As the world comes together to avoid getting each other sick with COVID-19, everything is closing down and we’re being asked to avoid sharing germs with friends and family.
As many of you are staying home from work, school, and other adventures, here are a few suggestions.
- Read Books
- I can think of some excellent books you can read, if you like fairy tales, adventure, period piece drama, and magic…
- This might be the right time to read some Epic Fantasy or one of those thick classics you’ve been meaning to read.
- Also check out some other independent authors. I know lots of other authors. Let me know what you like and I’ll make a recommendation. Here’s a sample:
- For clean, independent fantasy – see the Fellowship of Fantasy
- For Dungeons and Dragons meets Terry Pratchett, see: The Paladin’s Thief series by Benjamin K Hewett
- For clean, romantic fantasy see Janeal Falor’s books
- For lighthearted fantasy and historical novels see M.A. Nichols’ books
- Virtual Call Friends and Family
- There are people who like you out there. Use Google Hangouts, Skype, FaceTime, Facebook Messenger, or any other app to say hello without swapping germs. You can even do a virtual watch party.
- Get Creative with What’s In Your Pantry
- Watch an episode of Chopped. You’ll find anything can be made into a meal.
- Watch That Series/Movie/Awesome Thing You’ve Been Meaning to Watch
- Disney+ is happy to help you with this by releasing Frozen 2 early.
- Have you watched Doctor Who yet? There are a bajillion episodes.
- Or, watch all the Star Trek series.
- This may be the time to give in to a Korean Drama. I recommend Descendants of the Sun on Hulu
- Have a Jane Austen Adaptation Marathon. You could read the books too.
- Craft or Learn A Skill
- Write your own novel
- Learn to knit, crochet, or rob a bank… Maybe not that last one.
- Go Outside for a Walk
- The air outside is not poisoned. Go to a park and just don’t touch other people or stand too close.
- Make Every Day Spontaneous Dance Party Day
- Don’t Start an Underground Toiletpaper and Hand Sanitizer Smuggling Ring
- This is not how you make friends.
Speaking of things in short supply, here are some things that there were plenty of as of Friday, March 13, 2020
Pesticides and Bug Spray
Individual Cake Slices
And, most surprising, whipped cream. Why wouldn’t you have that in your survival kit?
Also, Here Are A Few Things People Think They Need
Cake Mix (I can’t argue too much with these priorities)
Non-Stick Cooking Spray – Because it will help the germs slide away?
How are you doing?
I hope all of you are doing well, have what you need, and stay in good health. Ask how your neighbors are doing (just don’t stand too close), wash your hands, and stay calm. If we all can do those things, I think everything will be all right. Life will return to usual at some point.
- How are things going for you?
- What are your tips and suggestions?
- What are you surprised about stores running out of?
4 thoughts on “Your Somewhat Useful Spring 2020 Survival Guide”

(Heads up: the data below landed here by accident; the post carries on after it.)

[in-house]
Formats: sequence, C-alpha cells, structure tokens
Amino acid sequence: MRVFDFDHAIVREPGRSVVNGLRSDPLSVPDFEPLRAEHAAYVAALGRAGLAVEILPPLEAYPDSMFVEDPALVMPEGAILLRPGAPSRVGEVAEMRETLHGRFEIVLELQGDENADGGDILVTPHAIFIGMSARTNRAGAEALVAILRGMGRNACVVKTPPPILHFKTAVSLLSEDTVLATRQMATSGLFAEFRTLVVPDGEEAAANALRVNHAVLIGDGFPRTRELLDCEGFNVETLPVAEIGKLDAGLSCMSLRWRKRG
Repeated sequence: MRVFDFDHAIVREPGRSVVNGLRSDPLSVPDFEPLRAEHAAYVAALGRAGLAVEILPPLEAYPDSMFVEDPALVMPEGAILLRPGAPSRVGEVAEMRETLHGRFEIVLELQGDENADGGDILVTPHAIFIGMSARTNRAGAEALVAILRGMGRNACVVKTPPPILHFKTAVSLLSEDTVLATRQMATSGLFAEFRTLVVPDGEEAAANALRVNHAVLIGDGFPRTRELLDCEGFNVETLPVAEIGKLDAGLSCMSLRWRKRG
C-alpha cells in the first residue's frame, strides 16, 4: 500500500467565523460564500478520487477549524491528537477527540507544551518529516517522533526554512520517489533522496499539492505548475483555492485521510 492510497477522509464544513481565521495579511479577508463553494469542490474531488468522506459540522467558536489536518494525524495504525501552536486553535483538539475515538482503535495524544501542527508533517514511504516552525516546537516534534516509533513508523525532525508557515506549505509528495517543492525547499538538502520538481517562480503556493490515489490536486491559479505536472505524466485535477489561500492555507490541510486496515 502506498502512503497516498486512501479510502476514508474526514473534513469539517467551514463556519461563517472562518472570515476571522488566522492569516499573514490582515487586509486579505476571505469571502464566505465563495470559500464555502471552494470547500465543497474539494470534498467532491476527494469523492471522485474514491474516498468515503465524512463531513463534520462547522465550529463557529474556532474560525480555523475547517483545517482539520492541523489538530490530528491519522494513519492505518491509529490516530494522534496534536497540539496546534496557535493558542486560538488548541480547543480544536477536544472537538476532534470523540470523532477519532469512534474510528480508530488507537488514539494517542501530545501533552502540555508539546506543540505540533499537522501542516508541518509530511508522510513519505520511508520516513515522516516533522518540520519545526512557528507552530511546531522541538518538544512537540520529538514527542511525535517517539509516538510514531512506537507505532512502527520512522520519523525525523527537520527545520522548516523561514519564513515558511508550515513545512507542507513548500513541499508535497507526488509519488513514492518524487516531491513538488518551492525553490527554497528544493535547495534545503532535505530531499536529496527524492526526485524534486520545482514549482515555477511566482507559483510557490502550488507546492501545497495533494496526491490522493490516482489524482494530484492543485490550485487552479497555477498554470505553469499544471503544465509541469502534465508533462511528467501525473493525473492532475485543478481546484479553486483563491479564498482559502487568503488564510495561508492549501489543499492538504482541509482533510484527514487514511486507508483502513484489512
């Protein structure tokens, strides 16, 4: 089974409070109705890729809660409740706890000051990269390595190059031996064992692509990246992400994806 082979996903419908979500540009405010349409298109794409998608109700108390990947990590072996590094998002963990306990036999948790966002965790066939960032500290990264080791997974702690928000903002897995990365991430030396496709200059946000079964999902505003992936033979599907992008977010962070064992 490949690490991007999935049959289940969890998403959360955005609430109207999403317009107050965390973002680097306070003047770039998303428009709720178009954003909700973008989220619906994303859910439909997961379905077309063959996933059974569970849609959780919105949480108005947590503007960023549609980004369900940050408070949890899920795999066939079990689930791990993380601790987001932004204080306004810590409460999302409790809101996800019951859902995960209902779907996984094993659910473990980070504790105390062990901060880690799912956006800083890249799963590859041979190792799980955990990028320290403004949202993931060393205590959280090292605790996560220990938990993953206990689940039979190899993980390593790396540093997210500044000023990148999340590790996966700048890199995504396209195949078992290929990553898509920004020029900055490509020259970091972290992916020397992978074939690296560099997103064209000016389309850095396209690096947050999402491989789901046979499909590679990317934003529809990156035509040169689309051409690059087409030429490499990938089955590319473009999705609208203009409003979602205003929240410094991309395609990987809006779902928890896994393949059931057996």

I have reading material from a) Christmas gifts (about 800 pages), and b) for a course I’m going to teach on witchcraft and witchcraft persecutions in early modern Europe . . . assuming the adult education school I work for reopens once our modern-day plague passes through.
Don’t panic. Do restrain yourself from killing people who mention they have hoarded 200+ roles of toilet paper, “but they will be generous.” (If they hadn’t been so selfish, there would be no reason to be generous.)
I was most amused to find my local store was out of canned sardines yesterday. I suppose some people are just buying up whatever canned goods they think they might need if the coronavirus somehow turns people into zombies, aliens land, the food supply chain is disrupted, and they don’t think they’ll develop a taste for human flesh.
That sounds like a lot of exciting reading material.
But, even in an apocalypse, I wouldn’t hoard or eat sardines.
As a paraeducator, I hear a lot of parents asking “what am I supposed to do with my kids all day?” This is a concern of mine, since I’ve been helping my special-ed kids all year and now I fear they’ll lose all their progress.
My advice is to treat it as if you are home-schooling. Have them shut off all screens for a short time (an hour or less) and get them to read to you. Look at things in your house that you can use for math lessons. Young kids can count how many of some object there is in your place. Older kids might calculate the area of a bath towel vs a washcloth. Watch a documentary on Netflix or Hulu and then get your kids to write answers to a couple of questions about the show.
You also can e-mail your child’s teacher and find out if the district uses any online learning sites, such as Moby Max, Dreambox, or Prodigy. Then have your kids sign in to that for your hour or half-hour of school. I know it’s hard when everyone has the mind-set that they’re at home and they can goof off now. That’s why I suggest bearing down on them for just an hour each day.
Those are all fantastic ideas. Thanks for sharing!